With the market at all-time highs, and Kinder failing to follow Enterprise downward during the worst oil price crash in six years, should long-term, value-focused income investors perhaps choose Enterprise over Kinder at this time? I believe the answer is "no"; here are three reasons why.
Despite Enterprise's recent correction, Kinder Morgan makes a better dividend stock at its current price
|Company/Partnership||Yield||Projected 5-Year Payout Growth Rate||Payout Coverage Ratio|
|Enterprise Products Partners||4.40%||6.10%||1.55|
As this table shows, Kinder and Enterprise both pay a generous dividend and distribution, respectively -- more than twice the yield of the S&P 500. However, Kinder Morgan has a much better expected payout growth rate than Enterprise, although Enterprise's payout is more secure because of its bank-vault like distribution coverage ratio. But while Kinder's coverage ratio is substantially lower than Enterprise's, that doesn't necessarily mean its dividend isn't secure.
Kinder Morgan's dividend is unlikely to face cuts despite crashing oil prices
In the past, I've explained why I think it's unlikely cheaper oil prices will force Kinder Morgan to cut its dividend, despite the fact that every dollar crude is beneath $96.15 per barrel reduces Kinder's distributable cash flow, or DCF, by $7 million per year.
This is an opinion shared by Barclays, whose analysts recently reiterated their "overweight" recommendation based on their view that "Kinder Morgan's dividend visibility is one of the best and most extended in the space. The expected 10% annual dividend growth through 2020 is supported by a large fee-based backlog of projects and limited commodity exposure."
In fact, in 2015, only 6% of Kinder's cash flows are exposed to commodity prices, and barring a large number of cancellations in its $18 billion project backlog, Kinder should be able to achieve its dividend growth guidance. That's because the company is projecting that it will generate a $500 million excess in DCF this year, insulating the projected dividend growth from oil's recent collapse.
However, with oil prices losing steam in recent days and returning to beneath $50 per barrel some investors may be thinking it might be a good idea to wait until oil prices reach their bottom before purchasing shares of Kinder -- in hopes of securing a lower price and higher yield. However, history teaches us that this is a mistake.
Market timing is a bad idea
Oil prices are notoriously difficult to predict in the short term, and if you hold off buying shares of Kinder Morgan hoping that continued falling crude leads to a lower share price, you may end up regretting it. For one thing, the market is aware of Kinder's limited exposure to crude, which is why Kinder's share price has barely budged despite oil falling 60%.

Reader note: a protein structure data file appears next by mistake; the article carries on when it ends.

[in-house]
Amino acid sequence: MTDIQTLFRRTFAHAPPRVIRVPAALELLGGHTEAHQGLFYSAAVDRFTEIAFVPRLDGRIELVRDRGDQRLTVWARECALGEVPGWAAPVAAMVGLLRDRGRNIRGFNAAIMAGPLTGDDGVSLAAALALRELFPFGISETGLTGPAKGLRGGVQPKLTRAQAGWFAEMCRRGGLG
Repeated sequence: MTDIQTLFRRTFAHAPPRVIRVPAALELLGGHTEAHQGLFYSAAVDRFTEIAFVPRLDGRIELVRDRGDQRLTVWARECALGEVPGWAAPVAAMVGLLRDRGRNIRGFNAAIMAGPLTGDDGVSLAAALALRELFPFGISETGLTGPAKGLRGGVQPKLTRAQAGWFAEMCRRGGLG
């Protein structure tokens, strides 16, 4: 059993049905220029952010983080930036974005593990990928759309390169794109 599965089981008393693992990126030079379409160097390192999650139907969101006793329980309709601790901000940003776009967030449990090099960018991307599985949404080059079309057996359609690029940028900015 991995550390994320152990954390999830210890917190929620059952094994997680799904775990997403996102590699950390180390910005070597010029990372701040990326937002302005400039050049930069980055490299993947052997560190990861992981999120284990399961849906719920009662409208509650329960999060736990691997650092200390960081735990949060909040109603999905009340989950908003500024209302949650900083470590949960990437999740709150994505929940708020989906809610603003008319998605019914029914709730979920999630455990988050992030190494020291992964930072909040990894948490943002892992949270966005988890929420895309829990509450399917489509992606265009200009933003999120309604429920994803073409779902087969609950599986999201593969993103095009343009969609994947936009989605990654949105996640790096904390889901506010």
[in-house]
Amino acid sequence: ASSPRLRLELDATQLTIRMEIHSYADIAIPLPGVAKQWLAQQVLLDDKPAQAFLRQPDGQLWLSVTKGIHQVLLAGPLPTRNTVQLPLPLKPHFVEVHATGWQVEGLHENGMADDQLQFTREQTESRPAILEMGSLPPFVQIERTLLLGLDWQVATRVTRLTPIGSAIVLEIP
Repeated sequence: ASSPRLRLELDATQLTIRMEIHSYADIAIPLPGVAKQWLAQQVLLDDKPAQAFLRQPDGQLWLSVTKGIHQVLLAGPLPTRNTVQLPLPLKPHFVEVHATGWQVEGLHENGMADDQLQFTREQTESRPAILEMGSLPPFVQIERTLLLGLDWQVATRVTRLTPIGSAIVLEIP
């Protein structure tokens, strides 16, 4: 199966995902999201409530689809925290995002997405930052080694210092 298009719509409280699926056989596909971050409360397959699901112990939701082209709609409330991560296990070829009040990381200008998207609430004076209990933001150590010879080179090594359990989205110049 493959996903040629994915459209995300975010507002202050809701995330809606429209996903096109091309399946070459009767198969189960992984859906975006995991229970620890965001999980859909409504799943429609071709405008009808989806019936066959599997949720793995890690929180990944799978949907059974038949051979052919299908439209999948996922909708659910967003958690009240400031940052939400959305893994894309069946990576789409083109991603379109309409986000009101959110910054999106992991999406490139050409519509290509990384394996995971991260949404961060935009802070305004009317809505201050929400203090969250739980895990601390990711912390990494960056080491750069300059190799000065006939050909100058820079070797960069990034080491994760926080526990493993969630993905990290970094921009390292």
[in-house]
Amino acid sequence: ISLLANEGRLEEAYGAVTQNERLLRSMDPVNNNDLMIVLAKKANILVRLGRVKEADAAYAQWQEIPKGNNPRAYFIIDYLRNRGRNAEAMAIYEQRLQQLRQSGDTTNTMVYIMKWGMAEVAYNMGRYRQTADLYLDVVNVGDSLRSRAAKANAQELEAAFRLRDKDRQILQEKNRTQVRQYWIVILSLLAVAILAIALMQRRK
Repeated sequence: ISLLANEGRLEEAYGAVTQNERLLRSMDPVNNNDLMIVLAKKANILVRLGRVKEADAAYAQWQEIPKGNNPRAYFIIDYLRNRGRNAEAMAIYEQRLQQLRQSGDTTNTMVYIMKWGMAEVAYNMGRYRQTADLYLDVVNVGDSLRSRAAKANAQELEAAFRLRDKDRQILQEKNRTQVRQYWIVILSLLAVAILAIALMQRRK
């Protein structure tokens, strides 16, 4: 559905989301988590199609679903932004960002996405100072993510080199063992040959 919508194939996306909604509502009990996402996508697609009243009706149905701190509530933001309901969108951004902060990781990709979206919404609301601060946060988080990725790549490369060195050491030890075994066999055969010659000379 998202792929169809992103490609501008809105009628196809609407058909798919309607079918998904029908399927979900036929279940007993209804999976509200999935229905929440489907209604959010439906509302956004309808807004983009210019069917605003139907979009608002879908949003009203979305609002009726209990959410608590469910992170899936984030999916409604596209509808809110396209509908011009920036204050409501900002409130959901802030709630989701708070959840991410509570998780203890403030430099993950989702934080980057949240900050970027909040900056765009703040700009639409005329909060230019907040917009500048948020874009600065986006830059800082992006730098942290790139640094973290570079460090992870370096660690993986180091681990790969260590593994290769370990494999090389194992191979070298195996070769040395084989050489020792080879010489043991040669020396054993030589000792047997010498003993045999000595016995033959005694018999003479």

Then there's the more basic fact that market timing just doesn't work. In fact, according to a study by research firm DALBAR, over the last 30 years, individual investors have underperformed the S&P 500 by a shocking 67%. The reason was market timing and excessive trading. Not only did this increase tax and transaction costs, but it also left investors sitting on money that would have been better put to use through good old-fashioned buy-and-hold investing.
Takeaway: Kinder Morgan is a good long-term buy at today's price even if oil keeps falling
Long-term buy-and-hold income investors shouldn't try to speculate on the short-term prices of oil or stocks that might be affected by crude prices. Numerous academic studies show that a long-term buy, hold, and accumulate approach -- through dollar-cost averaging if prices decline -- to quality dividend growth stocks like Kinder Morgan is the best way for investors to transform modest savings into enormous rivers of future cash flow and wealth that can help you achieve their financial dreams.
Adam Galas has no position in any stocks mentioned, however, Kinder Morgan is a holding in several portfolios in The Grand Adventure dividend project, which he leads. The Motley Fool recommends Enterprise Products Partners and Kinder Morgan. The Motley Fool owns shares of Kinder Morgan. Try any of our Foolish newsletter services free for 30 days. We Fools may not all hold the same opinions, but we all believe that considering a diverse range of insights makes us better investors. The Motley Fool has a disclosure policy.